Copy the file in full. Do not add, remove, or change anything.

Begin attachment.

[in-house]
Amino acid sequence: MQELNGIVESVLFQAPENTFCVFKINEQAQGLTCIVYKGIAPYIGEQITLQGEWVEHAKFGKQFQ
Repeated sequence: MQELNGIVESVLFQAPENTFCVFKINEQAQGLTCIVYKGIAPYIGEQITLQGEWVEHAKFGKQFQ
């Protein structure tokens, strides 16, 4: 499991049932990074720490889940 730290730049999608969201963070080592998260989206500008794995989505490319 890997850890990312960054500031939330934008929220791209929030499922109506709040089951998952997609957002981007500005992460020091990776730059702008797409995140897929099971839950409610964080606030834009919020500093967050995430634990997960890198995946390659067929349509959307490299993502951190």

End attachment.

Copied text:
[in-house]
Amino acid sequence: MQELNGIVESVLFQAPENTFCVFKINEQAQGLTCIVYKGIAPYIGEQITLQGEWVEHAKFGKQFQ
Repeated sequence: MQELNGIVESVLFQAPENTFCVFKINEQAQGLTCIVYKGIAPYIGEQITLQGEWVEHAKFGKQFQ
């Protein structure tokens, strides 16, 4: 499991049932990074720490889940 730290730049999608969201963070080592998260989206500008794995989505490319 890997850890990312960054500031939330934008929220791209929030499922109506709040089951998952997609957002981007500005992460020091990776730059702008797409995140897929099971839950409610964080606030834009919020500093967050995430634990997960890198995946390659067929349509959307490299993502951190």